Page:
Hungarian Goulash Recipe – The Ultimate Stick to your bones dish

Winter is here! It’s cold outside and when you get home after a long day, you want something hot, hearty and something to stick to your bones. Sometime that gives you back your energy and helps you through the cold months. This is my recipe for Hungarian Goulash.

If you are just here for the recipe, you can press the button underneath to be automagically transported to the recipe:

Jump to Recipe

The history of Goulash

The origins of Goulash traces back all the way to the 9th century where Hungarian shepherds ate stews made from dried meats, that were rehydrated while they were out shepherding. Not unlike the origins of chili con carne.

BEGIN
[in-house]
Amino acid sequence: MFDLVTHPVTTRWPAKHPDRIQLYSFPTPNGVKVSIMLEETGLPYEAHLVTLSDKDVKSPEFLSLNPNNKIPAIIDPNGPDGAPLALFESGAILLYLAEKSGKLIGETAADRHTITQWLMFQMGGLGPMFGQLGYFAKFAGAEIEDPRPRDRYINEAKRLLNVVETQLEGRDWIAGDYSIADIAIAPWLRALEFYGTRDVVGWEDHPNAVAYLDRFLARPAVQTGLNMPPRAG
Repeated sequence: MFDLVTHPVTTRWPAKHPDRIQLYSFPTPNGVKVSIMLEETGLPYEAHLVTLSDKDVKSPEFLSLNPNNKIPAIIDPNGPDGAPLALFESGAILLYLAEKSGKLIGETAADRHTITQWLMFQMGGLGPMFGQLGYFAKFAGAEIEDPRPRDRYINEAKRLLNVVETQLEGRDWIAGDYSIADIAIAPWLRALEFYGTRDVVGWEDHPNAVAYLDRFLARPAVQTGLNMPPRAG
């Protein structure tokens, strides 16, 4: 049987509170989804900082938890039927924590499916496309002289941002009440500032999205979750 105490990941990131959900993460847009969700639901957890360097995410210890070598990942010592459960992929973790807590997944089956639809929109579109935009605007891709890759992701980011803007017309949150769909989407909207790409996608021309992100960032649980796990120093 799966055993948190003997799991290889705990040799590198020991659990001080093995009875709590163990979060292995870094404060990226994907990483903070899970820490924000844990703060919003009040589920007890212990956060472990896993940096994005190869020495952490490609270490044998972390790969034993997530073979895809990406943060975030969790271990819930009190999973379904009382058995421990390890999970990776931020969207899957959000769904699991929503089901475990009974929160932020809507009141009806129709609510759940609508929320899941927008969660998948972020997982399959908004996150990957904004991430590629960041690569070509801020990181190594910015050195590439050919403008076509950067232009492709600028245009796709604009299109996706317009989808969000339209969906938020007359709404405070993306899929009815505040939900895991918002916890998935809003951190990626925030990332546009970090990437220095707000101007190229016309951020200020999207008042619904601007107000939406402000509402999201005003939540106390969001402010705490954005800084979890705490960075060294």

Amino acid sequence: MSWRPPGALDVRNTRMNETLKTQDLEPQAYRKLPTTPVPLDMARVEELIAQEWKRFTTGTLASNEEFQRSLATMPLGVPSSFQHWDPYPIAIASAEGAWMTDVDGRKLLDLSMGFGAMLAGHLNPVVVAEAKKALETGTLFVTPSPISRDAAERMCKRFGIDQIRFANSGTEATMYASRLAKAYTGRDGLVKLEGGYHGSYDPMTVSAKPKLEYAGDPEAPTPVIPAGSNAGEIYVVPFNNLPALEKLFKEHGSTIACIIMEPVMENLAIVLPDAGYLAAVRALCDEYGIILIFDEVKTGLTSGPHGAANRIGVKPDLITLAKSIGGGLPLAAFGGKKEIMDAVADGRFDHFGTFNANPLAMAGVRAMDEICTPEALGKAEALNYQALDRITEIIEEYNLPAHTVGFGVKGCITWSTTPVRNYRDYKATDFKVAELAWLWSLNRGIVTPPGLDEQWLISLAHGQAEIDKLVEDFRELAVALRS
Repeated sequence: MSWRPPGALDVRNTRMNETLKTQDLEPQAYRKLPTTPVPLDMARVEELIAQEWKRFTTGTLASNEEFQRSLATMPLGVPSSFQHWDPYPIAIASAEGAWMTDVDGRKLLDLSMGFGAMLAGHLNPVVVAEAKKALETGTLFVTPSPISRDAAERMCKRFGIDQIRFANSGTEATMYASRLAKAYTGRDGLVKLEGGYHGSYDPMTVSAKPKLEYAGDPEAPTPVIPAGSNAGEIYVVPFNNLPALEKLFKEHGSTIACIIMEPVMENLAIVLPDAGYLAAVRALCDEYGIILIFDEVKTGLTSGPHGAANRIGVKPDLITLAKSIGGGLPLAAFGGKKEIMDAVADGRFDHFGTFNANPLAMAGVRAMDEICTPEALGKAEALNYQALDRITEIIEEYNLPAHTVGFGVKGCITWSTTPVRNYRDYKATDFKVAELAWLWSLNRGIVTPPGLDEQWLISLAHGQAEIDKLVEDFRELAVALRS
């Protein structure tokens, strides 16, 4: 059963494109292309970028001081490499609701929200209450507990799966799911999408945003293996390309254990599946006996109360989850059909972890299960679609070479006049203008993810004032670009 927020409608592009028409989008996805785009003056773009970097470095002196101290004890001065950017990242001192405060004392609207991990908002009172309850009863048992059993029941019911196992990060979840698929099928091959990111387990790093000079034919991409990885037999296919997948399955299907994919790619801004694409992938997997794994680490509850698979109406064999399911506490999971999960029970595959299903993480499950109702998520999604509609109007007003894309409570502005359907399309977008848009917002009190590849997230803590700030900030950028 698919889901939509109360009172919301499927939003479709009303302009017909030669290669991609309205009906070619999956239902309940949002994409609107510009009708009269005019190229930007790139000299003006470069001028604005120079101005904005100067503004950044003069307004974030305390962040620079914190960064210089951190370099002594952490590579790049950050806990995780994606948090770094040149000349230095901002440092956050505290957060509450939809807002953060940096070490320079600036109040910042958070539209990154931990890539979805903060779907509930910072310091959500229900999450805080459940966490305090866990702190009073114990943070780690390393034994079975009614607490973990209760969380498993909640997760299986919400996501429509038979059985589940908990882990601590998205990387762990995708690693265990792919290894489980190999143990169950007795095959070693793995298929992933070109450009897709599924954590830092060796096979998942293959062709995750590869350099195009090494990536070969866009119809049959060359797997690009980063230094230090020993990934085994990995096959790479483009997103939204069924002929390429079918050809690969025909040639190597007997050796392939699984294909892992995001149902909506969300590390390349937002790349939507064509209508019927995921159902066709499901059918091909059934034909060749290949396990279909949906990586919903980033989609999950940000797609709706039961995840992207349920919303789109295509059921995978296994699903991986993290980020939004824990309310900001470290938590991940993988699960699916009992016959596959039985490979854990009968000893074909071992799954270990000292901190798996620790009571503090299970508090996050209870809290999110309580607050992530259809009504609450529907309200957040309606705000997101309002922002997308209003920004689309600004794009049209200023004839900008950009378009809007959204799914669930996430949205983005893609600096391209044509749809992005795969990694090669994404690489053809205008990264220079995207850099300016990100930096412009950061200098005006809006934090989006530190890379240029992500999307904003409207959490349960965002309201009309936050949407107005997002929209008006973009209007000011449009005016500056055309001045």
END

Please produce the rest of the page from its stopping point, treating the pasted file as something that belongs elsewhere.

Paprika wasn’t introduced into the Hungarian stew until the 16th century, where peppers of the capsicum variety were brought to Europe from the Americas.

The recipe has developed over the years and the meat of choice would be both beef, veal, pork or lamb.

Hungarian goulash in a bowl with a piece of delicious bread!

It is meant to be the cuts that are well-exercised and does require a long cook time to become tender. These cuts also contain a lot of collagen, which makes the soup thicker naturally.

Some optional components are garlic, caraway seeds and wine. Some later additions to the dish include potatoes and red peppers, and other things that are popular are carrots, parsley root, and spices like cayenne, bay leaf and thyme.

Today the most defining characteristic of a Hungarian Goulash is the sweet Hungarian paprika.

The choice of meat for this Hungarian goulash recipe

The most common choice of meat for goulash today is beef.

The best choices from the cow is the flank meat, but also the chuck steak. The top round is also a popular choice.